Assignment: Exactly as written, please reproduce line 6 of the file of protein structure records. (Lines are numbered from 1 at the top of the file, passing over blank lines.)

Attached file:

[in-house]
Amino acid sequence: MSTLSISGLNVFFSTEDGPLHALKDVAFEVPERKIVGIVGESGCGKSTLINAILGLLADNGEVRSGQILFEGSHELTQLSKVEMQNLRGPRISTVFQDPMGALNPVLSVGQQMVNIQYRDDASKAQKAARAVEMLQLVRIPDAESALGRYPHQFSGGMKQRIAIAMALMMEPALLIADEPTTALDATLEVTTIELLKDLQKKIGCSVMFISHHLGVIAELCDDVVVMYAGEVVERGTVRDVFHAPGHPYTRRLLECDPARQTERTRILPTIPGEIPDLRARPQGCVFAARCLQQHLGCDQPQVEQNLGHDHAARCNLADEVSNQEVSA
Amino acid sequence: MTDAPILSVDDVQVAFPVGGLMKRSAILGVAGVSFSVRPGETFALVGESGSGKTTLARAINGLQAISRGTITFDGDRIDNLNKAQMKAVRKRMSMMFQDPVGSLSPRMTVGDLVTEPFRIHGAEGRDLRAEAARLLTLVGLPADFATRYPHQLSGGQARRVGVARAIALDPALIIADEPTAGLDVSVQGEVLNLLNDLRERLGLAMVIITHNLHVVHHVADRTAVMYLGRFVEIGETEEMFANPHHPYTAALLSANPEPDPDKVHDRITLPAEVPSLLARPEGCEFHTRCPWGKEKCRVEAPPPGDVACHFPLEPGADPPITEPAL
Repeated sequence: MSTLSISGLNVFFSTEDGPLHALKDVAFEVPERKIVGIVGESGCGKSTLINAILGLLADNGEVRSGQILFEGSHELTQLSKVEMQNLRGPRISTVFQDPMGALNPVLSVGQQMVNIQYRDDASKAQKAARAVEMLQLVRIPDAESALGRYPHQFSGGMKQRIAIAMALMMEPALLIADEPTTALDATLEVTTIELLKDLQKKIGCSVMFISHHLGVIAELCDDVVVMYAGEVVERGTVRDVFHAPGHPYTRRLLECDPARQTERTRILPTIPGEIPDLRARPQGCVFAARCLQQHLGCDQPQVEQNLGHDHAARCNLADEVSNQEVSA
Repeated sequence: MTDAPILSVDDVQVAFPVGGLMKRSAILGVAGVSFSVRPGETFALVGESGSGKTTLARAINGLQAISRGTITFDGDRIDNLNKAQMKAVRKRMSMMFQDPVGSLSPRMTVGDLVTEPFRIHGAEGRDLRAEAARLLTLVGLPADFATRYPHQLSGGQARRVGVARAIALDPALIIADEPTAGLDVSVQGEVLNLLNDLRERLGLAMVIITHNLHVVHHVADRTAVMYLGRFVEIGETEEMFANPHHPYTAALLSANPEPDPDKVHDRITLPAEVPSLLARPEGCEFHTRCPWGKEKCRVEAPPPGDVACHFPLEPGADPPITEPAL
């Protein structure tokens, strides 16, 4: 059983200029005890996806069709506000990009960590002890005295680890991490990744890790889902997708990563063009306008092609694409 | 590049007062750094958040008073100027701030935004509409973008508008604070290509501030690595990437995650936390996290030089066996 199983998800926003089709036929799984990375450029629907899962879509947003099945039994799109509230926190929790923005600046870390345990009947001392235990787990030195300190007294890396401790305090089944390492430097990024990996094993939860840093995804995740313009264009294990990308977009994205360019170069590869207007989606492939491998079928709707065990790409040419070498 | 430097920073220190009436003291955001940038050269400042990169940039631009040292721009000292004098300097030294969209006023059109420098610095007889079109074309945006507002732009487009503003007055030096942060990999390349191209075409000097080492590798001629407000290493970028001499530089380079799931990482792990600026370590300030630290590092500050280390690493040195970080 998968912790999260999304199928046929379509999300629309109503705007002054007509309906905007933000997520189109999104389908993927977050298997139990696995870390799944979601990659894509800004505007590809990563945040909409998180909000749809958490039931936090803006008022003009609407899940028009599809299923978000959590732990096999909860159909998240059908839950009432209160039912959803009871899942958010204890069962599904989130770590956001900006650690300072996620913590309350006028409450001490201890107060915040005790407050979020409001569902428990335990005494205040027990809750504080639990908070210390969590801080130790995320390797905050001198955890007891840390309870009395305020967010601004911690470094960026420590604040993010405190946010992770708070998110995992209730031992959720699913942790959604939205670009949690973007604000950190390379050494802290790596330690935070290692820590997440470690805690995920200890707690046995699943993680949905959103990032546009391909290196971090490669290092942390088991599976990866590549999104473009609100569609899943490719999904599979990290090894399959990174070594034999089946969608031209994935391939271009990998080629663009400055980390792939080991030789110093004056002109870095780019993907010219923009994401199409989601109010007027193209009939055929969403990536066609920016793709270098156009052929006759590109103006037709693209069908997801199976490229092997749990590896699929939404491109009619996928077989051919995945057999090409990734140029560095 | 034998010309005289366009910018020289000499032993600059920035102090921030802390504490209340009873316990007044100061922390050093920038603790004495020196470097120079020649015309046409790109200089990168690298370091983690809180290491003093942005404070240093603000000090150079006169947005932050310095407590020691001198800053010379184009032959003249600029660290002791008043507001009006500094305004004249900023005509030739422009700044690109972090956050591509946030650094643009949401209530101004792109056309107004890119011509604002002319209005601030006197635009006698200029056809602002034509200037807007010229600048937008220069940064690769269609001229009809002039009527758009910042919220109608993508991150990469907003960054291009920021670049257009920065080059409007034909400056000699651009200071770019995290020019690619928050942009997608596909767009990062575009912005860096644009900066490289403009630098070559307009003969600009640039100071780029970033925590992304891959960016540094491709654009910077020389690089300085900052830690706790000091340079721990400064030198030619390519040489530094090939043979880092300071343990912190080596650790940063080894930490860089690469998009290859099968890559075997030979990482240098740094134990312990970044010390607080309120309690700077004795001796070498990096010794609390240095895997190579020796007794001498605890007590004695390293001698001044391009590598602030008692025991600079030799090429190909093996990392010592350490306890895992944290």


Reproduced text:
């Protein structure tokens, strides 16, 4: 059983200029005890996806069709506000990009960590002890005295680890991490990744890790889902997708990563063009306008092609694409 | 590049007062750094958040008073100027701030935004509409973008508008604070290509501030690595990437995650936390996290030089066996 199983998800926003089709036929799984990375450029629907899962879509947003099945039994799109509230926190929790923005600046870390345990009947001392235990787990030195300190007294890396401790305090089944390492430097990024990996094993939860840093995804995740313009264009294990990308977009994205360019170069590869207007989606492939491998079928709707065990790409040419070498 | 430097920073220190009436003291955001940038050269400042990169940039631009040292721009000292004098300097030294969209006023059109420098610095007889079109074309945006507002732009487009503003007055030096942060990999390349191209075409000097080492590798001629407000290493970028001499530089380079799931990482792990600026370590300030630290590092500050280390690493040195970080 998968912790999260999304199928046929379509999300629309109503705007002054007509309906905007933000997520189109999104389908993927977050298997139990696995870390799944979601990659894509800004505007590809990563945040909409998180909000749809958490039931936090803006008022003009609407899940028009599809299923978000959590732990096999909860159909998240059908839950009432209160039912959803009871899942958010204890069962599904989130770590956001900006650690300072996620913590309350006028409450001490201890107060915040005790407050979020409001569902428990335990005494205040027990809750504080639990908070210390969590801080130790995320390797905050001198955890007891840390309870009395305020967010601004911690470094960026420590604040993010405190946010992770708070998110995992209730031992959720699913942790959604939205670009949690973007604000950190390379050494802290790596330690935070290692820590997440470690805690995920200890707690046995699943993680949905959103990032546009391909290196971090490669290092942390088991599976990866590549999104473009609100569609899943490719999904599979990290090894399959990174070594034999089946969608031209994935391939271009990998080629663009400055980390792939080991030789110093004056002109870095780019993907010219923009994401199409989601109010007027193209009939055929969403990536066609920016793709270098156009052929006759590109103006037709693209069908997801199976490229092997749990590896699929939404491109009619996928077989051919995945057999090409990734140029560095 | 034998010309005289366009910018020289000499032993600059920035102090921030802390504490209340009873316990007044100061922390050093920038603790004495020196470097120079020649015309046409790109200089990168690298370091983690809180290491003093942005404070240093603000000090150079006169947005932050310095407590020691001198800053010379184009032959003249600029660290002791008043507001009006500094305004004249900023005509030739422009700044690109972090956050591509946030650094643009949401209530101004792109056309107004890119011509604002002319209005601030006197635009006698200029056809602002034509200037807007010229600048937008220069940064690769269609001229009809002039009527758009910042919220109608993508991150990469907003960054291009920021670049257009920065080059409007034909400056000699651009200071770019995290020019690619928050942009997608596909767009990062575009912005860096644009900066490289403009630098070559307009003969600009640039100071780029970033925590992304891959960016540094491709654009910077020389690089300085900052830690706790000091340079721990400064030198030619390519040489530094090939043979880092300071343990912190080596650790940063080894930490860089690469998009290859099968890559075997030979990482240098740094134990312990970044010390607080309120309690700077004795001796070498990096010794609390240095895997190579020796007794001498605890007590004695390293001698001044391009590598602030008692025991600079030799090429190909093996990392010592350490306890895992944290």